Terror motive not ruled out in Cologne hostage taking

German police say man who hurled a firebomb and then took a woman hostage in Cologne may have had a "terrorist" motive.

Elad Benari ,

Scene of Cologne hostage taking incident
Scene of Cologne hostage taking incident

German police are not ruling out the possibility that a man who hurled a firebomb and then took a woman hostage at a major German railway station on Monday acted with a "terrorist" motive, AFP reported.

Police said they found a passport issued to a 55-year-old Syrian man at the scene, and that the suspect had claimed to be a member of the Islamic State (ISIS) jihadist group.

"The investigation is considering all possibilities and we are not ruling out terrorism," Cologne deputy police chief Miriam Brauns told a news conference.

Heavily armed police commandos using stun grenades had shot the man when they stormed the scene, freeing the female hostage who suffered minor injuries. Two other people were injured and the attacker was badly wounded with multiple shots.

The man sparked panic when he entered a McDonald's restaurant inside the station and hurled a firebomb, leaving a 14-year-old girl with burns.

As the sprinkler system activated and water rained down in the fast-food restaurant, the man entered an adjacent pharmacy and took another woman hostage, whom he also threatened to burn in the ensuing drama, police said.

Police negotiated with him in a bid to defuse the tense situation and ascertain his motive, then stormed the pharmacy around 3:00 p.m. local time.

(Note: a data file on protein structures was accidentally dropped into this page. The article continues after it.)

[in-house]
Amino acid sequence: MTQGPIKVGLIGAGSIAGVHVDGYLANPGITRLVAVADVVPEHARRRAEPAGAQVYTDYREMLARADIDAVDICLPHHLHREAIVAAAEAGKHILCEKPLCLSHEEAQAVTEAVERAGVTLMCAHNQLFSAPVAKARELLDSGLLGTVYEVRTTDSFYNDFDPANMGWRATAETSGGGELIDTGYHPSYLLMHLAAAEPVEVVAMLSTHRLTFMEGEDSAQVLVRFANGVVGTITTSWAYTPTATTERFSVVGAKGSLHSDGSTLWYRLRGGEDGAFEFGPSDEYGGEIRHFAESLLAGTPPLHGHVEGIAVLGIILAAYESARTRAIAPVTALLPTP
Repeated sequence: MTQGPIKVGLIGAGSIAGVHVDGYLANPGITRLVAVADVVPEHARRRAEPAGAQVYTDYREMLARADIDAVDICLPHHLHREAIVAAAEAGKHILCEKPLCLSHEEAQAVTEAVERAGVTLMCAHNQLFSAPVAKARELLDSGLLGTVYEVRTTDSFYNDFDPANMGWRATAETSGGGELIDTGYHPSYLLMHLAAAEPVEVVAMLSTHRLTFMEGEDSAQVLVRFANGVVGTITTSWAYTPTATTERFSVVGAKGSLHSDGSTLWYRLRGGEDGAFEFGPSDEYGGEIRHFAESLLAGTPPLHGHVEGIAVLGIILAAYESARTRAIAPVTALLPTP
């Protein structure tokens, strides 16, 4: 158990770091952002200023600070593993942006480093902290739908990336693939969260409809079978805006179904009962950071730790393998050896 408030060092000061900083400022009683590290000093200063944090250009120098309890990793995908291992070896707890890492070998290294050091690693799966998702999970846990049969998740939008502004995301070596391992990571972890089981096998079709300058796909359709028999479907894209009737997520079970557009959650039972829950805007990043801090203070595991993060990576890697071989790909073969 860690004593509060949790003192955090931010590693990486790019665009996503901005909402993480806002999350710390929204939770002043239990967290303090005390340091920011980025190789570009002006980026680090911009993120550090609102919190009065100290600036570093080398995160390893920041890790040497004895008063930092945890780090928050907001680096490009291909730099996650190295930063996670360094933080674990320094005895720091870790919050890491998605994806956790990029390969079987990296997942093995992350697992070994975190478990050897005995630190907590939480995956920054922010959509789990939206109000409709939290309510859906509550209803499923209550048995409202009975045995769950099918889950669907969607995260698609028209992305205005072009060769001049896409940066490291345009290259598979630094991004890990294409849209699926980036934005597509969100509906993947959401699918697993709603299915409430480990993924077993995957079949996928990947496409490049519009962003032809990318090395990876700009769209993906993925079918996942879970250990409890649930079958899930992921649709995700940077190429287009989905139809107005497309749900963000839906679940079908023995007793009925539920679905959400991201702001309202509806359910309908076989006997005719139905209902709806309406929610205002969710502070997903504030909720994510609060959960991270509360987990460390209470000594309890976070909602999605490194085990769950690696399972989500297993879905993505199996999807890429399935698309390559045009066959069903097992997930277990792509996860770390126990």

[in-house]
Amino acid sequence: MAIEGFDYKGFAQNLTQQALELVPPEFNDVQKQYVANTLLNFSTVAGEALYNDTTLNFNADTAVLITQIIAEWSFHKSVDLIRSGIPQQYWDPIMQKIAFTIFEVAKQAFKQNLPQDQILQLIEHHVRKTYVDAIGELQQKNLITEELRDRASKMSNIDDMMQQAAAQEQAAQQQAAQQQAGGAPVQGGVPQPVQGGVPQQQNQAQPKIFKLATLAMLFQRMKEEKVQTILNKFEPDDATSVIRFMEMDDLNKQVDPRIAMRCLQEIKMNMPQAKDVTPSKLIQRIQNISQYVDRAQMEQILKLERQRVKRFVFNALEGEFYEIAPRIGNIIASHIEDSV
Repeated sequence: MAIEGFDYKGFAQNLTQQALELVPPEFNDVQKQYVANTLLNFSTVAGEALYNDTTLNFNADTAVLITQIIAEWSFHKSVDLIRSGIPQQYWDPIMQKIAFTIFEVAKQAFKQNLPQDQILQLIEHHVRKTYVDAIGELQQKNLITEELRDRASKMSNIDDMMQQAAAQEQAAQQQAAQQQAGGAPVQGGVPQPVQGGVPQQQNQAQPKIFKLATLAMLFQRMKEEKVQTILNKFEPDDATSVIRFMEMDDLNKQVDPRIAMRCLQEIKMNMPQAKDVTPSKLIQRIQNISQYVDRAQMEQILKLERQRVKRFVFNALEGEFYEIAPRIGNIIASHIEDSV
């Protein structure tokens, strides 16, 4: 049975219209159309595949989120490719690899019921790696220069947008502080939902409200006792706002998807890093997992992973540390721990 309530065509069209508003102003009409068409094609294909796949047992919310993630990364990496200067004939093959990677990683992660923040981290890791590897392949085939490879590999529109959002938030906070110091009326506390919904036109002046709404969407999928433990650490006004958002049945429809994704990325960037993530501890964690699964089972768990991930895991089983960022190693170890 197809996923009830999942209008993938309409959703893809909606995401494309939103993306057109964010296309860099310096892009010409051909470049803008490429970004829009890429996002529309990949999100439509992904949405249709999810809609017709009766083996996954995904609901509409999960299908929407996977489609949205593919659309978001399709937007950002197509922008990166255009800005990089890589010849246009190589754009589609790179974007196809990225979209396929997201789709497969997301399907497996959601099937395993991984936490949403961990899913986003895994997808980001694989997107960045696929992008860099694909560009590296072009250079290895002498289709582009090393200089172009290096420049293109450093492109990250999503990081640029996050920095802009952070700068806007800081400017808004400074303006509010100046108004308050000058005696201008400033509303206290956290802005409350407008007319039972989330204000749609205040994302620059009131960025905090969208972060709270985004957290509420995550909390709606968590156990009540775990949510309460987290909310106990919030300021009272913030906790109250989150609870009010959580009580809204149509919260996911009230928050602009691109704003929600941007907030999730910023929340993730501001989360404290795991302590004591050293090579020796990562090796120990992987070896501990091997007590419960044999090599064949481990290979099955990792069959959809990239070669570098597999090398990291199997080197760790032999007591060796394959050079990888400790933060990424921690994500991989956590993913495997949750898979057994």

The man was holding a pistol - said to be either a replica or real, when commandos stormed the site, and he was also in possession of a flammable liquid and camping gas containers.

Police said they could not yet positively identify the hostage taker, who was undergoing surgery, but believed he was a 55-year-old Syrian migrant.

Syrian identity documents had been found in the pharmacy for a man who had been issued a residency permit in Germany valid until 2021.

The man identified in the document was known to police for previous offences including theft and illegal drugs possession, but Klaus-Stephan Becker, head of Cologne criminal police, also said that "it could be a foiled terrorist attack".

The man had carried a suitcase and bag, which he left in the restaurant, and had also demanded "the release of a Tunisian woman", said police commander Klaus Rueschenschmidt, without providing further details.

Germany has been on a high level of alert due to a series of terrorist attacks in the country in recent years.

In one attack, a 17-year-old Afghani with an axe attacked passengers on a train in Wurzburg before being shot dead by security forces.

In a second incident, an attacker set off a bomb in a restaurant in Ansbach, killing himself and wounding 12 others.

The worst such attack took place in December of 2016, when Tunisian terrorist Anis Amri killed 12 people and injured dozens more when he drove a truck into a Christmas market in Berlin.

Last June, German authorities arrested a Tunisian man on suspicion of trying to build a biological weapon using the deadly poison ricin.